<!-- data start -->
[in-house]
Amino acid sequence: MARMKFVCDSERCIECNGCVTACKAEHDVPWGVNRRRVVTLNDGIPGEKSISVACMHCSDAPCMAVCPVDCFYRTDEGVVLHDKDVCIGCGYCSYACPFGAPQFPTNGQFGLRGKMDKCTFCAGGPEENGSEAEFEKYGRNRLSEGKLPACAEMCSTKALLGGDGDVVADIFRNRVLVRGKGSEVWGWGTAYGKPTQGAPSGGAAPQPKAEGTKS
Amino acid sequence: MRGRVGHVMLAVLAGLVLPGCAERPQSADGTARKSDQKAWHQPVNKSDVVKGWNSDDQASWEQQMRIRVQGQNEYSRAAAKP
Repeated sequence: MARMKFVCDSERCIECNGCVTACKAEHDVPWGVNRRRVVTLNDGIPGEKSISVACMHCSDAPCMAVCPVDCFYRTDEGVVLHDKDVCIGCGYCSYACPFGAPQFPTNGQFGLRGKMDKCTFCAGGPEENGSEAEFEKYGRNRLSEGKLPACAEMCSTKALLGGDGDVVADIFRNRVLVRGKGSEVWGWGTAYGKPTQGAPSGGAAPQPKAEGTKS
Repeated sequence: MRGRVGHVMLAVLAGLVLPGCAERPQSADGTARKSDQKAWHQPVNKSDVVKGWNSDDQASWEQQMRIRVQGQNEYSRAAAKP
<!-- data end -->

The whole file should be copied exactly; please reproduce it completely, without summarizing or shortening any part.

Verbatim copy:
[in-house]
Amino acid sequence: MARMKFVCDSERCIECNGCVTACKAEHDVPWGVNRRRVVTLNDGIPGEKSISVACMHCSDAPCMAVCPVDCFYRTDEGVVLHDKDVCIGCGYCSYACPFGAPQFPTNGQFGLRGKMDKCTFCAGGPEENGSEAEFEKYGRNRLSEGKLPACAEMCSTKALLGGDGDVVADIFRNRVLVRGKGSEVWGWGTAYGKPTQGAPSGGAAPQPKAEGTKS
Amino acid sequence: MRGRVGHVMLAVLAGLVLPGCAERPQSADGTARKSDQKAWHQPVNKSDVVKGWNSDDQASWEQQMRIRVQGQNEYSRAAAKP
Repeated sequence: MARMKFVCDSERCIECNGCVTACKAEHDVPWGVNRRRVVTLNDGIPGEKSISVACMHCSDAPCMAVCPVDCFYRTDEGVVLHDKDVCIGCGYCSYACPFGAPQFPTNGQFGLRGKMDKCTFCAGGPEENGSEAEFEKYGRNRLSEGKLPACAEMCSTKALLGGDGDVVADIFRNRVLVRGKGSEVWGWGTAYGKPTQGAPSGGAAPQPKAEGTKS
Repeated sequence: MRGRVGHVMLAVLAGLVLPGCAERPQSADGTARKSDQKAWHQPVNKSDVVKGWNSDDQASWEQQMRIRVQGQNEYSRAAAKP